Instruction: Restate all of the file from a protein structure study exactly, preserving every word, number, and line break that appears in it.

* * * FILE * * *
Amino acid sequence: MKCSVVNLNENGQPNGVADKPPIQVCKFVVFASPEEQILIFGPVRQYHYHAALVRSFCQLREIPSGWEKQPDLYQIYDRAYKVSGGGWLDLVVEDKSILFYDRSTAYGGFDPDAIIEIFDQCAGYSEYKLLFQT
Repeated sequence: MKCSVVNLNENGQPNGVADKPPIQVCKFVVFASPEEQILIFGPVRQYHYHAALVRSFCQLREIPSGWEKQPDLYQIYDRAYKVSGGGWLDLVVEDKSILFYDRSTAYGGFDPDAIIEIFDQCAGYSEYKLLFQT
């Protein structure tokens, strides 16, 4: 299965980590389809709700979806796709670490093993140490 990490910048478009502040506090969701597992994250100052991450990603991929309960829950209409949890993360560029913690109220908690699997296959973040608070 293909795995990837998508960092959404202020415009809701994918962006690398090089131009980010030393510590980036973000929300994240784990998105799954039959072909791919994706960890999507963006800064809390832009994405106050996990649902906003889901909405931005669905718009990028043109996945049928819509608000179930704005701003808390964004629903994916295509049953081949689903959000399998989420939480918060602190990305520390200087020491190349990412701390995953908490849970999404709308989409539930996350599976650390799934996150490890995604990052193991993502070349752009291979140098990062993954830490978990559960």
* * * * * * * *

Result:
Amino acid sequence: MKCSVVNLNENGQPNGVADKPPIQVCKFVVFASPEEQILIFGPVRQYHYHAALVRSFCQLREIPSGWEKQPDLYQIYDRAYKVSGGGWLDLVVEDKSILFYDRSTAYGGFDPDAIIEIFDQCAGYSEYKLLFQT
Repeated sequence: MKCSVVNLNENGQPNGVADKPPIQVCKFVVFASPEEQILIFGPVRQYHYHAALVRSFCQLREIPSGWEKQPDLYQIYDRAYKVSGGGWLDLVVEDKSILFYDRSTAYGGFDPDAIIEIFDQCAGYSEYKLLFQT
């Protein structure tokens, strides 16, 4: 299965980590389809709700979806796709670490093993140490 990490910048478009502040506090969701597992994250100052991450990603991929309960829950209409949890993360560029913690109220908690699997296959973040608070 293909795995990837998508960092959404202020415009809701994918962006690398090089131009980010030393510590980036973000929300994240784990998105799954039959072909791919994706960890999507963006800064809390832009994405106050996990649902906003889901909405931005669905718009990028043109996945049928819509608000179930704005701003808390964004629903994916295509049953081949689903959000399998989420939480918060602190990305520390200087020491190349990412701390995953908490849970999404709308989409539930996350599976650390799934996150490890995604990052193991993502070349752009291979140098990062993954830490978990559960």